Joel S. Berson
Berson at ATT.NET
Fri Sep 10 21:57:23 UTC 2010
I just looked into EAN. I assume, since you wrote "garbled" and not
"unreadable", you have the whole last sentence, which reads:
"When the lucky spot is pointed out to the gold hunter, and it is
"panned" as the term goes, particles of gold salted in a proper way,
of the course discovered, as the land is bid for accordingly."
My guess is that the meaning is "[particles of gold] are of course
discovered, and the land is bid for accordingly."
EAN has this from the Rhode Island American, Oct. 18, 1832 (two days
later than the Morning Courier & New-York Enquirer, which was a
little closer to the South); and the Salem Gazette, Oct. 26, 1832.
This is presumably about the Georgia Gold Rush of 1829. I think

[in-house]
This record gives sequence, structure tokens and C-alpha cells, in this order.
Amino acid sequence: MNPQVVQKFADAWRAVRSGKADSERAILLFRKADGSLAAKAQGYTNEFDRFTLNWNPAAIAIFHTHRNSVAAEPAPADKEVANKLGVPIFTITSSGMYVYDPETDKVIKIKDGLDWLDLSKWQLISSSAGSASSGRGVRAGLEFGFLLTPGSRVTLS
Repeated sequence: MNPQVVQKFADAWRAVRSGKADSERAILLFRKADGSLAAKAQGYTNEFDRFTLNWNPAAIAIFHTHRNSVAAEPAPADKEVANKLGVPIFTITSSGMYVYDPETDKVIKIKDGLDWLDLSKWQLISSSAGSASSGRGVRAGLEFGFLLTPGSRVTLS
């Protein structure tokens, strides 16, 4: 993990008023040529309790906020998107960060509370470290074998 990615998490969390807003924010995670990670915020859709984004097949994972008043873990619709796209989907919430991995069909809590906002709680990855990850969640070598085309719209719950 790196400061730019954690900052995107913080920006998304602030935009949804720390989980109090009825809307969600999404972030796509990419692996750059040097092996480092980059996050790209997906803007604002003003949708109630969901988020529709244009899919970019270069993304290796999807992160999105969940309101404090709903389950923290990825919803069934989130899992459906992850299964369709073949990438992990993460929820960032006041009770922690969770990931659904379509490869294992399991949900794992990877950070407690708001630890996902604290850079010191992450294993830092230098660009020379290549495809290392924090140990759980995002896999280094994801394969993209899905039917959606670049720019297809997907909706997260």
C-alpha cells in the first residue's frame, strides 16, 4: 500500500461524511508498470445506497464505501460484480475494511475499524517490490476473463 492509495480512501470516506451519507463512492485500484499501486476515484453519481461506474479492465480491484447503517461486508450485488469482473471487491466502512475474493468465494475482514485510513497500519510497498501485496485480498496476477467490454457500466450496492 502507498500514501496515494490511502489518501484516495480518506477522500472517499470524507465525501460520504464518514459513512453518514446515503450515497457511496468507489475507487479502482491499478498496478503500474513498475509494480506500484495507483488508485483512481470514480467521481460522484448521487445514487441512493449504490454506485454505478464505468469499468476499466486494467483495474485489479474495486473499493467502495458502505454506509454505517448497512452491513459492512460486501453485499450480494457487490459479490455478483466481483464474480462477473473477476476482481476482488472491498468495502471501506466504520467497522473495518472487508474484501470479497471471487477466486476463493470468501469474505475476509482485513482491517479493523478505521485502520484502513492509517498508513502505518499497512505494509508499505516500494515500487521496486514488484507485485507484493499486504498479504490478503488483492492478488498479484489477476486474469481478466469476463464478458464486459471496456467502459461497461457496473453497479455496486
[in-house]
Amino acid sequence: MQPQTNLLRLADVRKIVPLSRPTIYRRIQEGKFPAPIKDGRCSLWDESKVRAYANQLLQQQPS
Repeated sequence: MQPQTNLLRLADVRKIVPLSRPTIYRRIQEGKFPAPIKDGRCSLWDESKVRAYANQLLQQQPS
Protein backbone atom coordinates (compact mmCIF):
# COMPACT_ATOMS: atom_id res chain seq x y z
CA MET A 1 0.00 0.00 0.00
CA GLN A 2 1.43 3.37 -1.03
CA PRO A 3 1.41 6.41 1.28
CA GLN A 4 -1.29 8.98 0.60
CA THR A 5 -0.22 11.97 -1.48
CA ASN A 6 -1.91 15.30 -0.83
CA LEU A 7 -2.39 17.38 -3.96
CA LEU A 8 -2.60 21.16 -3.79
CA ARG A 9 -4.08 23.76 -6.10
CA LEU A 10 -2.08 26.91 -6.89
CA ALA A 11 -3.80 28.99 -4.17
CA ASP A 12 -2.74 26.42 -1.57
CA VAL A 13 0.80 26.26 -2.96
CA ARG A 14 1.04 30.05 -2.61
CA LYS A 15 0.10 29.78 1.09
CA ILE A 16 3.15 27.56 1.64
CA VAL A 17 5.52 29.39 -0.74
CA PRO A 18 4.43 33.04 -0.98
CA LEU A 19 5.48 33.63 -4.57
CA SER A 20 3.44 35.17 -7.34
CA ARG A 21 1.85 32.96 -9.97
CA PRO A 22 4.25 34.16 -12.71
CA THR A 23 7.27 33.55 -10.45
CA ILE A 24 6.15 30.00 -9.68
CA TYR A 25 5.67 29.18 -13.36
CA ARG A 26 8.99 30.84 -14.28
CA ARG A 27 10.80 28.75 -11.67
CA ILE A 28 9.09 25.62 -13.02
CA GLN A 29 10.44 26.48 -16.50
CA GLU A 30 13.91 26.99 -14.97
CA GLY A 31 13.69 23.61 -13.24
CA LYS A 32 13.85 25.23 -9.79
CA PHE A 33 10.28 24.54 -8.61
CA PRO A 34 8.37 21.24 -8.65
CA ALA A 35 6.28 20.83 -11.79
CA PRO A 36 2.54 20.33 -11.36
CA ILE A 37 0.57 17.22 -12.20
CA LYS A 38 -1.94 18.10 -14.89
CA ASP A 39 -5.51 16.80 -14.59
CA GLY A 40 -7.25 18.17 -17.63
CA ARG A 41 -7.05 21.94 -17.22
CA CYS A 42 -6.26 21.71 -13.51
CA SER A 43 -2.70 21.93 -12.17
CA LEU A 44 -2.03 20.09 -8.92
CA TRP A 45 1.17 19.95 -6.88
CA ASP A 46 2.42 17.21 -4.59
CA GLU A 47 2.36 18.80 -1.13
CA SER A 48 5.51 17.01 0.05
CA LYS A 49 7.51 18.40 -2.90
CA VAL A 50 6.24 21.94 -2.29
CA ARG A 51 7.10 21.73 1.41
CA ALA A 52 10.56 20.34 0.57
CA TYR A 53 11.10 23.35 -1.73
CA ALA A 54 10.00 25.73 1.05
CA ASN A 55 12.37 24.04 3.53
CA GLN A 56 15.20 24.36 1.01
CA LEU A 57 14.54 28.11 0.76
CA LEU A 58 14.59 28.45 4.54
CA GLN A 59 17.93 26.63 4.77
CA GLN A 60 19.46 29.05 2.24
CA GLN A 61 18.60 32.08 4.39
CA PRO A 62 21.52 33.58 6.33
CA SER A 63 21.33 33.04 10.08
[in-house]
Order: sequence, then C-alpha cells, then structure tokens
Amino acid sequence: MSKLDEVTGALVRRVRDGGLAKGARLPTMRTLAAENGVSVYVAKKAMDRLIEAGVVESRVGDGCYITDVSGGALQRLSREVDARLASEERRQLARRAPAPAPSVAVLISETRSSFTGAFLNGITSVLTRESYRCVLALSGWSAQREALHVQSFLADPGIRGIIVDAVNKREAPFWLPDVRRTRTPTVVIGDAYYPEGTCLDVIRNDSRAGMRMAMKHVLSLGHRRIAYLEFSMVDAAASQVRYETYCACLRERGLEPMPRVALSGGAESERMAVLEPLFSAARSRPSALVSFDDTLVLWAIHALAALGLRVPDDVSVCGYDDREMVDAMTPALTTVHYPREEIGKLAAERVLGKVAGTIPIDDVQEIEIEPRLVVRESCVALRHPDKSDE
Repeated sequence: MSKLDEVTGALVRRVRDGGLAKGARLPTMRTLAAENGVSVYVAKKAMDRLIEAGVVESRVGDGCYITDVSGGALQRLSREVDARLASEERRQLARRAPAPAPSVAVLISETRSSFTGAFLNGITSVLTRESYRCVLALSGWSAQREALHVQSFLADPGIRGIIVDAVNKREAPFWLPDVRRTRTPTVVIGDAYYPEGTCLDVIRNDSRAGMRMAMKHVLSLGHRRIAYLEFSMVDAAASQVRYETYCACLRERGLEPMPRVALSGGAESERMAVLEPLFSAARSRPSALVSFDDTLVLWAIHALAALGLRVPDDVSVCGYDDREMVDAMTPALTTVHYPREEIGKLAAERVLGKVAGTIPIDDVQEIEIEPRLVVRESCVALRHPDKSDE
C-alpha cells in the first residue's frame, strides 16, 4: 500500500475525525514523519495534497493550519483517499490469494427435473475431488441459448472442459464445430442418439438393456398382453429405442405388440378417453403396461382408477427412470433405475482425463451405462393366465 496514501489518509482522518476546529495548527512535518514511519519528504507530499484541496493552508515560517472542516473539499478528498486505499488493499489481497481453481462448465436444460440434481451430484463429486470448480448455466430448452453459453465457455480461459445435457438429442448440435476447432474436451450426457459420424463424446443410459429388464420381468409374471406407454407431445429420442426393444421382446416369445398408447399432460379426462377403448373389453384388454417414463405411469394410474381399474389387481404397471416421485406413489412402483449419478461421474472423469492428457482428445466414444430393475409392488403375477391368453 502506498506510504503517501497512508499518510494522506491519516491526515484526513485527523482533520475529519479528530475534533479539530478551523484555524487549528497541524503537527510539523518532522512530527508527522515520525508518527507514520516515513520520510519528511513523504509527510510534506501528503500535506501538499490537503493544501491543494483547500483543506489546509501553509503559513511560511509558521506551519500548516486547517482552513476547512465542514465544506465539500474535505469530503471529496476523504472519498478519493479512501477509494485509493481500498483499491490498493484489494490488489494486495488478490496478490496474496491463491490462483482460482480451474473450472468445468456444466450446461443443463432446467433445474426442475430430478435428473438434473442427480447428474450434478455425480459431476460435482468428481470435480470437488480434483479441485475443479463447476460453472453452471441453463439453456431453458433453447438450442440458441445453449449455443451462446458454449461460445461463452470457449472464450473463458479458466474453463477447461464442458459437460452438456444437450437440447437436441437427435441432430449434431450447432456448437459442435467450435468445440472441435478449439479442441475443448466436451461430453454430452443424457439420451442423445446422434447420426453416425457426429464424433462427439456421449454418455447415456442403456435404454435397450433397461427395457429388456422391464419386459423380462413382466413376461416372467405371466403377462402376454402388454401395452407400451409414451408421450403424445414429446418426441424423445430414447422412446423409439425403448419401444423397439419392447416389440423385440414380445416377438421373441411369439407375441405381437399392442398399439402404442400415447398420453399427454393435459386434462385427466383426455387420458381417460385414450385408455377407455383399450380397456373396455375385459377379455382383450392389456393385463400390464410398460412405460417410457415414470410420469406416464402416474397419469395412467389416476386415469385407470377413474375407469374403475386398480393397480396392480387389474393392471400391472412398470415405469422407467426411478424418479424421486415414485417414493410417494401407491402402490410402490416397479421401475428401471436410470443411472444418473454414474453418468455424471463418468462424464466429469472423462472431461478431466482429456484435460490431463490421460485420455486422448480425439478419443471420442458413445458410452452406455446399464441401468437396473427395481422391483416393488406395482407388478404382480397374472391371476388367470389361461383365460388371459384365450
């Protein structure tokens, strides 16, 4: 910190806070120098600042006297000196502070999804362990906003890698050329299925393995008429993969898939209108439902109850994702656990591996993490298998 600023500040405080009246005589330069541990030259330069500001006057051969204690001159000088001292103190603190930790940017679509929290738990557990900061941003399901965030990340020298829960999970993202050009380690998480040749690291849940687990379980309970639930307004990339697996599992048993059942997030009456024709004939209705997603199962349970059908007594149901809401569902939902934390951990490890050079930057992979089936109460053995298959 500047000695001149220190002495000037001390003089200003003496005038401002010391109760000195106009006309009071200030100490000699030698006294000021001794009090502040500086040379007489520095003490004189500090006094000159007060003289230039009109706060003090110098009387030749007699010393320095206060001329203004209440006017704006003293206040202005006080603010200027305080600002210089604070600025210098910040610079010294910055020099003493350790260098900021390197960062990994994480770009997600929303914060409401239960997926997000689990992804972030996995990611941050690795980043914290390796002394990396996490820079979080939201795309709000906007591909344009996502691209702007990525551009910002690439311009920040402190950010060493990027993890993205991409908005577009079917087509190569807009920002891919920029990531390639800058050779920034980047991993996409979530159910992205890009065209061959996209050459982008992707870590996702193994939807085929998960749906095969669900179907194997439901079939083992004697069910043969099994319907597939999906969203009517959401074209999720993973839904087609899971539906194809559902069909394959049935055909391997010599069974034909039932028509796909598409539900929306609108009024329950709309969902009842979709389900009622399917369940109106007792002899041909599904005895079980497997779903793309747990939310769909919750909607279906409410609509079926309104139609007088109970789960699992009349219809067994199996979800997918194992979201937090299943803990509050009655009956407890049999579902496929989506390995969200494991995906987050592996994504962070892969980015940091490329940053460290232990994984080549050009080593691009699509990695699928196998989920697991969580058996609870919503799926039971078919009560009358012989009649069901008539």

someone of Hawthorne's family went South and lost his investment
(although I don't know whether he bought into a salted mine). The
publication in the Salem Gazette is perhaps not surprising.
At 9/10/2010 05:08 PM, George Thompson wrote:
>My many fans will be disappointed to find that there is nothing at
>all indecent about this posting.
>Salting. -- A new and unprecedented scheme to knavery has been
>invented in the gold regions of the South. . . . It consists of
>sprinkling judiciously a few penny weights of gold in places which
>have all other signs of containing the precious metal, except the
>gold itself. When the lucky spot is pointed out to the gold hunter,
>and it is "panned" as the term goes, particles of gold salted in a
>proper way [are found]. ***
>Morning Courier & New-York Enquirer, October 17, 1832, p. 2, col.
>3 [The end of the last sentence quoted is garbled beyond
>explication. The article concludes with an instance of a man who
>paid heavily for land that had been salted, and after more than a
>year's effort, had found only a few dollars worth of gold.]
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